In the broadest possible terms, my research is about biodiversity trends – specifically, I extend biodiversity time series backwards in time by using Natural History Museum specimens to cover the whole period of accelerating human pressures. This includes climate change effects (such as rising average temperatures and increased frequencies of extreme weather events), as well as land use changes. I focus on butterfly specimens collected over the past two centuries to develop novel statistical ‘time-travelling’ methods.
The problem is that we rarely have biodiversity trends prior to the 1970s, whilst in many countries, large-scale landscape transformations that most certainly affected wildlife occurred in earlier decades, such as the enormous agricultural intensification seen in Britain around the 1950s. Having long-term time series allows us to more accurately estimate biodiversity responses to separate and combined human pressures, and also improve predictions of future biodiversity trends, including what various suggested and pledged nature-based solutions would mean for biodiversity.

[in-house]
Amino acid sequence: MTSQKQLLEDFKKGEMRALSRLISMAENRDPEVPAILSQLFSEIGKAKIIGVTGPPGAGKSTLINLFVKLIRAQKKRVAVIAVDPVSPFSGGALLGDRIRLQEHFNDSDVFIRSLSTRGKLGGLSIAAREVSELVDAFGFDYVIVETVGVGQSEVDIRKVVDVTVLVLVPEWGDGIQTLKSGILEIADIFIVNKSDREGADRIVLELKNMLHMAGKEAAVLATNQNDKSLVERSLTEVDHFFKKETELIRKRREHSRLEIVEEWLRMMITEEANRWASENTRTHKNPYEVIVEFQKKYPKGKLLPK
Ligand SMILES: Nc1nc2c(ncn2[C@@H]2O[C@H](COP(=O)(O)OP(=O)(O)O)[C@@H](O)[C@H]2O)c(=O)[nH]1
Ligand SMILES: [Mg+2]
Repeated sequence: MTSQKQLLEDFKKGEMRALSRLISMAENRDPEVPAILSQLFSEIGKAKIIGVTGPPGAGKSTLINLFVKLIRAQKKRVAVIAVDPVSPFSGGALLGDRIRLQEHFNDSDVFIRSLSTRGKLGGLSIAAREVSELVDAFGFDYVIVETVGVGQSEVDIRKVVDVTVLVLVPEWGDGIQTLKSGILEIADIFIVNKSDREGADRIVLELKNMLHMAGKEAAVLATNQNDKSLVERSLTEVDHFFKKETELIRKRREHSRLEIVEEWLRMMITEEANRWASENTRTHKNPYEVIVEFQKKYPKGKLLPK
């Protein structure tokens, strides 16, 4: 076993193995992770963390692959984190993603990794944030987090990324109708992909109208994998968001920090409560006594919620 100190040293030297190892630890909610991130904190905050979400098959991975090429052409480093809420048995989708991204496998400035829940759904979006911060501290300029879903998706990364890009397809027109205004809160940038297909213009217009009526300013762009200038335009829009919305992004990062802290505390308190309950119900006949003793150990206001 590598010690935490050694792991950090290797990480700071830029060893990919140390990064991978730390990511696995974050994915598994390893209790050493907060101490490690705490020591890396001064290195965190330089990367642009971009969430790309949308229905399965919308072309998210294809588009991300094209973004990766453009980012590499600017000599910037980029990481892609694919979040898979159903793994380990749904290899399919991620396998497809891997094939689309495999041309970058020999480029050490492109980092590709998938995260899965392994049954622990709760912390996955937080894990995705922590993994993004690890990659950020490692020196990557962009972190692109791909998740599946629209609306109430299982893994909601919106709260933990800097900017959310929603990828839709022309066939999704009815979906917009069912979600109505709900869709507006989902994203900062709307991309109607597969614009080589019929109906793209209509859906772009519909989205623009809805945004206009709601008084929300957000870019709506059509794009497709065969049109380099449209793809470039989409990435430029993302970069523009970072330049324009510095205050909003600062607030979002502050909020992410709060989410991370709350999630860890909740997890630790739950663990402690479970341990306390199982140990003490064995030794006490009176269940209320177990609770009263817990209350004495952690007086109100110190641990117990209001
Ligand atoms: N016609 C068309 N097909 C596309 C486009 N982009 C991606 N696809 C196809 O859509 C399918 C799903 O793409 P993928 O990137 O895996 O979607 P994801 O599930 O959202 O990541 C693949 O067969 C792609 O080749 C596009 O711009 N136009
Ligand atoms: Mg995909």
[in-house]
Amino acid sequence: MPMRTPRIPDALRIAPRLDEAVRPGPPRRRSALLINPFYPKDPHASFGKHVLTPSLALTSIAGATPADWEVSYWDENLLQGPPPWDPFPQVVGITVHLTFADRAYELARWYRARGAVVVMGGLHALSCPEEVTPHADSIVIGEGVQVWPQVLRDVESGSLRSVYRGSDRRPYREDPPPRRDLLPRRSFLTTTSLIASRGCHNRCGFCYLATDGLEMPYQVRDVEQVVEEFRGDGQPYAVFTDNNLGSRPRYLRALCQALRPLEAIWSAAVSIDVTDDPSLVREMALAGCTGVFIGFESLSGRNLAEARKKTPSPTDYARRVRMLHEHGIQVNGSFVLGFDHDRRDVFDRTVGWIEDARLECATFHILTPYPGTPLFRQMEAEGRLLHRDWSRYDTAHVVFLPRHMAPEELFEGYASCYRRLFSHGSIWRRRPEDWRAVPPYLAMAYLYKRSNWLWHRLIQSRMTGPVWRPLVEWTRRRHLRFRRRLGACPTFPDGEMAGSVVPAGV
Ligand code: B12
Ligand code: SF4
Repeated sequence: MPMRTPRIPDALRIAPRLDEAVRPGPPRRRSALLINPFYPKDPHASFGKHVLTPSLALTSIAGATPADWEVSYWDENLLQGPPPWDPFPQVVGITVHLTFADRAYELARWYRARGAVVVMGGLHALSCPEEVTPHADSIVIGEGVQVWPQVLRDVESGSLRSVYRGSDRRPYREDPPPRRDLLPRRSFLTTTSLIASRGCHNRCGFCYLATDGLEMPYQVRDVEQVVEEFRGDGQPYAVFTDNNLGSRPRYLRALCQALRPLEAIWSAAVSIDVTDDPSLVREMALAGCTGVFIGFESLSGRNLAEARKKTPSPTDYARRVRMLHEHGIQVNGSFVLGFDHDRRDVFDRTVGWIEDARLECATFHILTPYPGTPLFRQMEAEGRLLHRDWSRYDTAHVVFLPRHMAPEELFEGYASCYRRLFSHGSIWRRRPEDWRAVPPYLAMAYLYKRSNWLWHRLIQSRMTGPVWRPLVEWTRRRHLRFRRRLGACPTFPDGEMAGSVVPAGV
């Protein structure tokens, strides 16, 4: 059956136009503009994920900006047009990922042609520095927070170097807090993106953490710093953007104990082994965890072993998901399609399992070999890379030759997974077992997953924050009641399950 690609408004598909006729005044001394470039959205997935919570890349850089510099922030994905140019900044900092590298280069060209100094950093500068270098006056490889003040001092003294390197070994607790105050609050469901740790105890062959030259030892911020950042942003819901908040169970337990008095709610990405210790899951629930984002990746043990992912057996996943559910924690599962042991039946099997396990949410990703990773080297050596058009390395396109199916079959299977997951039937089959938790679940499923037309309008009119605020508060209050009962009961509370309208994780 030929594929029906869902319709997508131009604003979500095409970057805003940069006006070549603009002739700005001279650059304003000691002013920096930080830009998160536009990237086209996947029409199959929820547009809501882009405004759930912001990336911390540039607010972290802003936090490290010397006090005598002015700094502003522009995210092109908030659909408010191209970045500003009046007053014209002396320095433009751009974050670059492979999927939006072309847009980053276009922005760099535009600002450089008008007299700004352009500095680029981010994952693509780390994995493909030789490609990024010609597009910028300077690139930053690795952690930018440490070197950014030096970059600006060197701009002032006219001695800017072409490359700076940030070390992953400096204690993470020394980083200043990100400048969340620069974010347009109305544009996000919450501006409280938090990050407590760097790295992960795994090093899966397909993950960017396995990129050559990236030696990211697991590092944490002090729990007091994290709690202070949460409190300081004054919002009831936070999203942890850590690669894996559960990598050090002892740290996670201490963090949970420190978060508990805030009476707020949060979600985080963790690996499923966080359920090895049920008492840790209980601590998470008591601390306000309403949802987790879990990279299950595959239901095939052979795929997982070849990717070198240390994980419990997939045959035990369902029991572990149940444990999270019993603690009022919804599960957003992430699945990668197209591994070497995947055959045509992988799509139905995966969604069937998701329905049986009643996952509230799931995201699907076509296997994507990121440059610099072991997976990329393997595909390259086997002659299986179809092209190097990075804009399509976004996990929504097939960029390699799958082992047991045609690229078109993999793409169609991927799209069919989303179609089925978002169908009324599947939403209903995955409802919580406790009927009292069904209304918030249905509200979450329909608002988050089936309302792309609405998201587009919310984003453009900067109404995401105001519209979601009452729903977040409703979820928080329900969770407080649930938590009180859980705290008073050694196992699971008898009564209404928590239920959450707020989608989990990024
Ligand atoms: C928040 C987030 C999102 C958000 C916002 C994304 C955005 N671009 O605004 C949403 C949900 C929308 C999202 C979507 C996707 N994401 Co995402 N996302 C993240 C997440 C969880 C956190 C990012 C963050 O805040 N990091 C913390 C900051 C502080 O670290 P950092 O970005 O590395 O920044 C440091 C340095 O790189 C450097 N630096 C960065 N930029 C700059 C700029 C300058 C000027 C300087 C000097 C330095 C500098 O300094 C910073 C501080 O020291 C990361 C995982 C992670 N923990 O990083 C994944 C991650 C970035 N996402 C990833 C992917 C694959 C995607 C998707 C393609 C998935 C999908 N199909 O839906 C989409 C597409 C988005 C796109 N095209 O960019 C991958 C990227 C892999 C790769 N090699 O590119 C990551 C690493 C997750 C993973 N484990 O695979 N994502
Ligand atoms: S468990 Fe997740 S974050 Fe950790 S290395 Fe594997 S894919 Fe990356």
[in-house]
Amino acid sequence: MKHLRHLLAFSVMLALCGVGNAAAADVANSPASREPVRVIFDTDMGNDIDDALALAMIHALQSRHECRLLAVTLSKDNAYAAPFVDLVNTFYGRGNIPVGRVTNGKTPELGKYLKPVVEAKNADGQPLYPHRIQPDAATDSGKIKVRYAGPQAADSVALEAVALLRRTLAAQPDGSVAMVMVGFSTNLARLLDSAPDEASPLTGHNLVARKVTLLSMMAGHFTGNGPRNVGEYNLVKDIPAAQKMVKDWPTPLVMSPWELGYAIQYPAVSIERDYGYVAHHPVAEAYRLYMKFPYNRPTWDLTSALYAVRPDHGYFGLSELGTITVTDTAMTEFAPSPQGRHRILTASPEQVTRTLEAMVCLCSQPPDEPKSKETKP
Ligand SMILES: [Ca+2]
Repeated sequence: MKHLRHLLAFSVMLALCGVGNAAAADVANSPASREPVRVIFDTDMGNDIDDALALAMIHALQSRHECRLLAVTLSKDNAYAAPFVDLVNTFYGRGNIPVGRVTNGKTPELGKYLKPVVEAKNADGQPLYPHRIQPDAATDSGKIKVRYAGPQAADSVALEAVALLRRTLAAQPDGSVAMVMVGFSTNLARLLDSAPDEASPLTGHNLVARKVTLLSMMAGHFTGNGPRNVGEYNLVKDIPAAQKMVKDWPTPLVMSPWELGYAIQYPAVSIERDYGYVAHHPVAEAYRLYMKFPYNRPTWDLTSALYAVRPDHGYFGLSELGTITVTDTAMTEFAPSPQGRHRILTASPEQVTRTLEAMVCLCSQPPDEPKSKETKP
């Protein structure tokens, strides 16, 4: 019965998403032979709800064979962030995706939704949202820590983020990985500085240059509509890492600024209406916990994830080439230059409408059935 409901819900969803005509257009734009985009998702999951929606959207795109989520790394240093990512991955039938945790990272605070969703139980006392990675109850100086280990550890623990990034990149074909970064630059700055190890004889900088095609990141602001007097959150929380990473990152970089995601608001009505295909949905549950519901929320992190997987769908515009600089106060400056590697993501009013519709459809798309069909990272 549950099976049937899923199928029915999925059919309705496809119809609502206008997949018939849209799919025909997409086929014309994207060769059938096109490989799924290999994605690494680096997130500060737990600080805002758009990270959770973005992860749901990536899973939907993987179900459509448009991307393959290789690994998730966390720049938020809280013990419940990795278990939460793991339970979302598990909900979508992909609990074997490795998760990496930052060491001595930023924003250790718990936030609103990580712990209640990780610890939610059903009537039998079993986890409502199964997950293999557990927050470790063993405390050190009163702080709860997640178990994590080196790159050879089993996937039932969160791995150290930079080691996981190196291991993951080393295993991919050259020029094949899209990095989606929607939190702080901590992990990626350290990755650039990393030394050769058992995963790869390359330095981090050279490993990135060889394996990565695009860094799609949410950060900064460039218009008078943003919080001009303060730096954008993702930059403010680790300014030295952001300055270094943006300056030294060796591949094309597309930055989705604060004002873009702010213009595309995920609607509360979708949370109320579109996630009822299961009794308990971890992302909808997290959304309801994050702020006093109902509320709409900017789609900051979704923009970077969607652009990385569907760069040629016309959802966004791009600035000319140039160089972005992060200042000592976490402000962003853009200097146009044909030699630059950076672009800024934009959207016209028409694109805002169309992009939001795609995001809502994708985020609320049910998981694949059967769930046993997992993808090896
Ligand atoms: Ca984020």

I really want to stress that the climate crisis and biodiversity loss are so deeply intertwined – biodiversity loss drives climate change and vice versa, and often the solutions – nature-based solutions – to both can be the same. We have the Convention on Biological Diversity (CBD) and also the UN Framework Convention on Climate Change (UNFCCC) with their own separate scientific bodies that don’t really talk to each other. The problem can be then that progress towards one can be at the expense of another instead of having this unified kind of approach where international goal and targets are well-informed and appropriately implemented to simultaneously tackle both crises.
My work is quite literally producing the types of data we need to formulate informed and effective policies for the second COP26 goal: ‘adapt to protect communities and natural habitats’.